“It was absolutely fabulous. Beyond anything we could have ever dreamed,” she said.
Admission was free and while everyone was invited, she said mostly teenagers and middle-school students attended. Chaperones were present and snacks were available. All attendees could have their photograph taken and received a free print to take home.
“It is for all ages from 2 to 99,” Fisher said. “Kids, adults, all of us need a safe place.”
Participants were encouraged to wear what they wanted, said Fisher, who donned a tux for the event.
“The kids had the best time,” Fisher said. “They were dressed in shorts to gowns and tuxes. It thrilled my heart.”
Golden Gala at Aberdeen High School, Harford County
After two years of cancellations, Harford County’s prom season finally came back. Harford County Public Schools kicked off prom season April 8 with Aberdeen High School’s at Water’s Edge in Belcamp.
“Prom was important to me because it was one of the last things I’m going to experience with my senior class,” said Shayla Talley, an Aberdeen High senior. “The last dance of my high school career, and last dance to be around people who you went through high school with, saving and making memories.”
Principals were determined to hold proms this year, said Mike O’Brien, the Harford school system’s executive director of secondary school instruction and performance.
“Plans for prom started in the spring of 2021 for prom in the spring of 2022,″ O’Brien said. “We arrived at the current prom plan after the latest wave of COVID began to wane.”
Excitement was high among students for Aberdeen High’s first prom in three years, Talley said.
“If I missed [prom], I feel like I would be left with a feeling of emptiness because I just missed out on a good time,” she said. “I would have felt left out or behind if I did not go.”
After prom, students gathered to eat and have an after party, including Talley, who said she “had a good time with friends.”
Midnight Garden, Northeast High School in Anne Arundel County
At Northeast High School in Anne Arundel County, this year’s prom featured ax-throwing, a pretzel wall with a nacho cheese fountain, an escape room, a mechanical pig, a s’mores bar and cotton candy with lighted sticks.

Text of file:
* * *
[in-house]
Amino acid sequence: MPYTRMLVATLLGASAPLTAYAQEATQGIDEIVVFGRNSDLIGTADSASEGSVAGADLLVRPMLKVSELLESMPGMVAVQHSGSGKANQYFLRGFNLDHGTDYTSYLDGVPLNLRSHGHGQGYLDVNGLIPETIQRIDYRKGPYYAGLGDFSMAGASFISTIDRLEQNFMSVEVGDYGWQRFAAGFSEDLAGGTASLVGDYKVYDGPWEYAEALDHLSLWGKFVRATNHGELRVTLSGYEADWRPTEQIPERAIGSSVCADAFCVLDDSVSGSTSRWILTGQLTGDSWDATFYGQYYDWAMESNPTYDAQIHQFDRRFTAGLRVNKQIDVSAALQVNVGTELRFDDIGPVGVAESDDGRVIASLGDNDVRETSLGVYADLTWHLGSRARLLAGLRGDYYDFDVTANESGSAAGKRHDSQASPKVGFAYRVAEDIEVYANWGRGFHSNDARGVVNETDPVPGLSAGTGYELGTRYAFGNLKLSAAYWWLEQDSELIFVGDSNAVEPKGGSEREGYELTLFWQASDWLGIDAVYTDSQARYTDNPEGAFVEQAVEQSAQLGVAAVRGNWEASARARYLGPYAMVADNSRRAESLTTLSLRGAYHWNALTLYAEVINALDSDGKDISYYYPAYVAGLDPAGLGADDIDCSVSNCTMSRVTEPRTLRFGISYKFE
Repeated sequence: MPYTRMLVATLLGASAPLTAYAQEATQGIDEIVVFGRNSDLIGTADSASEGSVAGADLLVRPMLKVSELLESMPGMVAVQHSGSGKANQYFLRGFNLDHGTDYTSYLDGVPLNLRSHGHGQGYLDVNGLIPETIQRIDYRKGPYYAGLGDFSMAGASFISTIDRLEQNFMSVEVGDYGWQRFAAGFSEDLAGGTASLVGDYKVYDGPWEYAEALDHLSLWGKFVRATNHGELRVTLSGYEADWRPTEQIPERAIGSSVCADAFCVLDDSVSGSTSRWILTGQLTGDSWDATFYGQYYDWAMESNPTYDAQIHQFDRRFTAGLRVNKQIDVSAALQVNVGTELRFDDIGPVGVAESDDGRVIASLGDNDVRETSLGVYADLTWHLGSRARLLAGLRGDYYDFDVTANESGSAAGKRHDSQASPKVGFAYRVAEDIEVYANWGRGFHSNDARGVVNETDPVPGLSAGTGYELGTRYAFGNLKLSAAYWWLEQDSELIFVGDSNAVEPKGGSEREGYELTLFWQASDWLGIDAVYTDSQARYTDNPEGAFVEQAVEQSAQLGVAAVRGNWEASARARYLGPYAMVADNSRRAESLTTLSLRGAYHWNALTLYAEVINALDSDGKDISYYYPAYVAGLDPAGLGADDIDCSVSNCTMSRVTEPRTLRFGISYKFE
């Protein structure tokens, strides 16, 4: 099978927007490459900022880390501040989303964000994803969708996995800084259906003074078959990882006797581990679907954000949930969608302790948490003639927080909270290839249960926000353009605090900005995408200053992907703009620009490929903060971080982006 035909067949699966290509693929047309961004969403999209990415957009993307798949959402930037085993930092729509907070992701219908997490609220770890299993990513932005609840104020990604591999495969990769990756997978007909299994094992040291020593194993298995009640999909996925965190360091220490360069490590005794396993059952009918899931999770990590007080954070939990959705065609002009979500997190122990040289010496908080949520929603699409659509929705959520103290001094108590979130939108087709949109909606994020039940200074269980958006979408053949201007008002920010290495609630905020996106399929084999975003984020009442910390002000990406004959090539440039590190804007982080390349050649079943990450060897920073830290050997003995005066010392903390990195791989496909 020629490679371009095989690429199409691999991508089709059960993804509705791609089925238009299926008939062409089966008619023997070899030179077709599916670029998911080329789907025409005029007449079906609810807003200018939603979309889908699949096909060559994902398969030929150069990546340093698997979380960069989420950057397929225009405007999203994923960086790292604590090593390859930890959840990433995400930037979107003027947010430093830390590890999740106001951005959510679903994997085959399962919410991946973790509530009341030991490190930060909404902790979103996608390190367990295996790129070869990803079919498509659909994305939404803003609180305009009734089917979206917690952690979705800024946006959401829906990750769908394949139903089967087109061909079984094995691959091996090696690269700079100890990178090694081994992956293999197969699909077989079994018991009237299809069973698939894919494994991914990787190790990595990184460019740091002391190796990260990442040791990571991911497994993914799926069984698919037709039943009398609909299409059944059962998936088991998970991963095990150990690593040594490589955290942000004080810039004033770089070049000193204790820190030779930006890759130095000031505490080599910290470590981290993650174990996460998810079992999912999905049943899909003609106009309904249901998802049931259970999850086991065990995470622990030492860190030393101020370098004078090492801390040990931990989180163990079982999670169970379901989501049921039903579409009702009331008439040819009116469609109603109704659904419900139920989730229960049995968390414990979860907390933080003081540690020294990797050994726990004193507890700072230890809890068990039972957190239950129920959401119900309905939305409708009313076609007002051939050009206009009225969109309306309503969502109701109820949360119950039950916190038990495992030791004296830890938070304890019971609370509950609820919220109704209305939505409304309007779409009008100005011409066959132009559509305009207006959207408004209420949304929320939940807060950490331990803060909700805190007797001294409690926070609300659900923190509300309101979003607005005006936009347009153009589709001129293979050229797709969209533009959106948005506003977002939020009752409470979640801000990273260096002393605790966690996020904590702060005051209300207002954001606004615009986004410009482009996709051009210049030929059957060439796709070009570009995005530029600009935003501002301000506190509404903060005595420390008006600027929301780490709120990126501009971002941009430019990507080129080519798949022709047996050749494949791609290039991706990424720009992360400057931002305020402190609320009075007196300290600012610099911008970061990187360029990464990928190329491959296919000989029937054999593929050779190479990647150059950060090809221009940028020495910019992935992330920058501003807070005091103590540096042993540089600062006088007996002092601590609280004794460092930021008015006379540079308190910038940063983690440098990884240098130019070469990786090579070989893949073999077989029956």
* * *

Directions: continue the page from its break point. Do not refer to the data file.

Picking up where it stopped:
Senior Ellie Hermann, the class vice president, said organizers wanted to make sure the April 30 event had something for everyone.
Hermann who helped plan the prom along with other class officers and parents, said this year’s event is a little different because it was sponsored by the community, not the school, due to fundraising constraints earlier this school year.
The Evening Sun
The class officers and parents raised money through a bingo fundraiser, and then started planning the prom, figuring out what they could afford, calculating ticket prices and booking entertainment.
“We had the ability to poll students to figure out what everyone wanted,” Hermann said. “We tried to plan a prom we thought everyone would enjoy.”
She said there wasn’t much interest in a sit-down meal for the event, so organizers opted for food you can eat while walking around, like chicken tenders or a taco-in-a-bag.
The event was held at the Maryland Yacht Club in Pasadena, and much of it was outside, Hermann said.
Hermann held a prom dress drive, dubbed the Pasadena Princess Project, for the third year in a row this spring. The drive was already in motion in 2020 when the pandemic hit and they continued it in 2021 for private proms.
“We left high school sophomore year and it hasn’t completely gone back to normal,” she said. “Prom is that one really big normal thing that is finally returning.”
Baltimore Sun Media reporters Allana Haynes, Tony Roberts, Katie V. Jones and Rachael Pacella contributed to this story